Whoever discovers why U.S. forwards lag behind other U.S. position players should be given an award.
When it counts, America has depended on U.S. midfielders and defenders to find the back of the net.
Considering Klinsmann's pedigree, the hope has been that he would develop America's attacking line.
He did as much with the German national team, pulling some of the best play out of Lukas Podolski and Miroslav Klose.
However, that hasn't been the case for his American side. Goals are still hard to come by and no American forward has scored with any consistency.
Klinsmann will need to find an attacking line (it looks like he'll employ two forwards for the foreseeable future) that can generate goals with the help of the midfield, if not score outright.
The manager has settled on Jozy Altidore as the cog in such a partnership, but he's yet to find Jozy a stable partner and Jozy hasn't been able to replicate the goal scoring he's demonstrated for his club.
High on Klinsmann's list will be finding forwards that can score.
Likewise, he will need to find a central midfielder that can pass, dribble, support the forwards and score the timely goal, but with Stuart Holden and Jose Francisco Torres injured, the U.S. lacks that attacking midfielder.
With all the other midfield positions overrun with talent (defensive midfielders abound, and there are a number of young players that can fill in for Landon Donovan and Clint Dempsey), it's a quandary as to why Klinsmann can't find an attacking midfielder to help out his forward line.
If Klinsmann wishes to get the most out of his offense, it won't just be a forward or two on his list, but also the right central midfielder to support his front line.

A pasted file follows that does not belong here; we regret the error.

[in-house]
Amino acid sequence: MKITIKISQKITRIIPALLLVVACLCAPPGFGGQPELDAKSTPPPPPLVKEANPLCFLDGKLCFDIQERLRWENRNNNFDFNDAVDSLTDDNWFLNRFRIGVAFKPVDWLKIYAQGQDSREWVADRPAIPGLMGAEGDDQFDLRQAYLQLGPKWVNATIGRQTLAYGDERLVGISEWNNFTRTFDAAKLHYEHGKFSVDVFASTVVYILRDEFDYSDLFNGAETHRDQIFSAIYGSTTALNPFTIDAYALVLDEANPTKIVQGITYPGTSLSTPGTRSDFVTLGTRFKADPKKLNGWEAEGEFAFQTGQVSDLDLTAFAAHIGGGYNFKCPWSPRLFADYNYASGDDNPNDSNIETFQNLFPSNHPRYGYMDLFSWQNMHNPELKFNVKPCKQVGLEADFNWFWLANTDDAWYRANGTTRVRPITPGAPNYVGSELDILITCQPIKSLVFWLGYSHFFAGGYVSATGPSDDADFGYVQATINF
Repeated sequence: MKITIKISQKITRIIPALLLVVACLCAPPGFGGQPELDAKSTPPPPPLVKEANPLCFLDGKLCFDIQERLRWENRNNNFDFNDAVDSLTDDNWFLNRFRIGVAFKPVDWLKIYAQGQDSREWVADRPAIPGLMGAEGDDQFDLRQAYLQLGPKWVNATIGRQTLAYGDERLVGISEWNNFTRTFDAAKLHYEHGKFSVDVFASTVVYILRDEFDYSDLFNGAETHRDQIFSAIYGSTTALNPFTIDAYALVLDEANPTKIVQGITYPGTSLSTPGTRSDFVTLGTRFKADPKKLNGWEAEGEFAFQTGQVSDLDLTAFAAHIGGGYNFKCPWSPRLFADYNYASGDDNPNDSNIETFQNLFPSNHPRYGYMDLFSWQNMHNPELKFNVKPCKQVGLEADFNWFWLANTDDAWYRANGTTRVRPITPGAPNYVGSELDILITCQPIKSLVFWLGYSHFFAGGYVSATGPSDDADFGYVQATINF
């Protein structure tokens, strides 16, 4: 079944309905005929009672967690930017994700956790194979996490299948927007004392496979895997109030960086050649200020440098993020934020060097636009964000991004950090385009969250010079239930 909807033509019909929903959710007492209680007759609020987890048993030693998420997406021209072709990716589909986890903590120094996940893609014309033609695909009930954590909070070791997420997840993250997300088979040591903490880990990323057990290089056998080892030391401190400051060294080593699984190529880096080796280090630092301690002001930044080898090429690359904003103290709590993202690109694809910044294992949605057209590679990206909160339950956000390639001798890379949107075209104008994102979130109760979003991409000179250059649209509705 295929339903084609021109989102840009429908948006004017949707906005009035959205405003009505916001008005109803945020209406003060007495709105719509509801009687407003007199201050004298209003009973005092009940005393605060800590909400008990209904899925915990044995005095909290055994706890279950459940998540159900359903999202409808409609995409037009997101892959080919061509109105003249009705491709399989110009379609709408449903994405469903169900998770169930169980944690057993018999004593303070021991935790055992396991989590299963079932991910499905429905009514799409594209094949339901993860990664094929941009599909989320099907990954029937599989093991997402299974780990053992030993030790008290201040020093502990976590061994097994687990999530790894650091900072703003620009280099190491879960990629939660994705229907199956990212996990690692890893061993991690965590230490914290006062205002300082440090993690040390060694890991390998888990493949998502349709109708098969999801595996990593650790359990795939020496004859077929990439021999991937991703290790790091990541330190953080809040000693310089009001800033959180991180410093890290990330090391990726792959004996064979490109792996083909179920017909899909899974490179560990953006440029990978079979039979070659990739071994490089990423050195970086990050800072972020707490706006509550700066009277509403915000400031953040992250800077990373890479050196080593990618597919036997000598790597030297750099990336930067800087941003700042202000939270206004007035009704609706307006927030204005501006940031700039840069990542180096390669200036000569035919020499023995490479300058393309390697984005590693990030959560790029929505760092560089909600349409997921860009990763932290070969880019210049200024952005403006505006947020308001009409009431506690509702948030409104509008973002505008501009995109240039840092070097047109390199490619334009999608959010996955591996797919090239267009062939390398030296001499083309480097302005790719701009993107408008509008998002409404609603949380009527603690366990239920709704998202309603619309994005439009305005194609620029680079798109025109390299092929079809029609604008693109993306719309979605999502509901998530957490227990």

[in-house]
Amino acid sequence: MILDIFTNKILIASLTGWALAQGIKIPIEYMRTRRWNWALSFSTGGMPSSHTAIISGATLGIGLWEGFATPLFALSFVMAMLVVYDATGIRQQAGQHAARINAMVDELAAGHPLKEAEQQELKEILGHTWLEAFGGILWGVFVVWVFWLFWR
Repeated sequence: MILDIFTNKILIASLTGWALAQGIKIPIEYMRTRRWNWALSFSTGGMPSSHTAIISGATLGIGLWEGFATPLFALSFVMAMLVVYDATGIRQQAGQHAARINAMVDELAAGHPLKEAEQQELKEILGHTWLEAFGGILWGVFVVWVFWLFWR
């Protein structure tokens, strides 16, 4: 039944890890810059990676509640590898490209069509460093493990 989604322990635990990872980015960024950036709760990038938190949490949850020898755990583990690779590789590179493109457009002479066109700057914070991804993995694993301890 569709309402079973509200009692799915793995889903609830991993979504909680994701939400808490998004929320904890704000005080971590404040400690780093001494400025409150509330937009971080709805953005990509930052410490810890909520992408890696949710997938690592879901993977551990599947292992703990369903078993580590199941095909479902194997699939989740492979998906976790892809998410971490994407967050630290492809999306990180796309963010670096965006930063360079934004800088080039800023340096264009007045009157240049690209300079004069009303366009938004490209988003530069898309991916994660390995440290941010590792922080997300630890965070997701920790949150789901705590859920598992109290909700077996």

2. Find Replacements for an Aging Defense
Only one of America's best defenders is under 30.
Klinsmann has tried a number of defenders in search of defensive replacements including Clarence Goodson, Tim Ream, Jonathan Spector, Michael Orozco Fiscal and Edgar Castillo.
Timothy Chandler has been the only bright spot in his search.
If Klinsmann can't find replacements to develop in the near future, then America's defense will be playing with canes and walkers come 2014.
Strangely, Klinsmann was reluctant to offer chances to other defenders once his original replacements struggled.
With Omar Gonzalez injured and George John focused on an overseas contract, the American coach has few realistic replacements available. By dragging his feet on defensive call-ups (the multiple opportunities given to Goodson and Fiscal have been questionable), Klinsmann finds himself in a difficult position.
At the international level, competent defensive play is exceptionally hard to develop. With the speed of the game, cooperation, understanding and anticipation take time to develop. If Klinsmann can't find young defensive backs that have the potential to fill in for his aging defense, then it doesn't matter what else he accomplishes.
This would be Klinsmann's No. 1 priority if not for...
1. Get Landon Donovan and Clint Dempsey on the Field at the Same Time
The 2014 World Cup is the last hurrah for Donovan and Dempsey.
Both players will most likely be involved with the national team until the end of their careers, but as they're both in their primes, this will be the last time they will both be two of the most influential players on the team.
And they are as of yet to be on the field for Klinsmann at the same time!
There are numerous examples of a country's best players struggling for chemistry, a proper role and understanding under a new international manager throughout soccer (England, anyone?).
The U.S. can't afford for this to happen with Dempsey and Donovan.
Not to mention, with Brek Shea's success and a number of other young players in the wings, Klinsmann will need to figure out how to best implement them around Dempsey and Donovan.
What position should each play?
How do they interpret Klinsmann's philosophy?
How strong is the team with both on the field?
What roles do they fill?
A number of other issues can't be addressed until Klinsmann gets an idea as to what he has with both players on the field at the same time. He will need to do his best to get both on the field at the same time as soon as possible in 2012.
With the Italy friendly in Genoa on February 29th, that might be a prime date.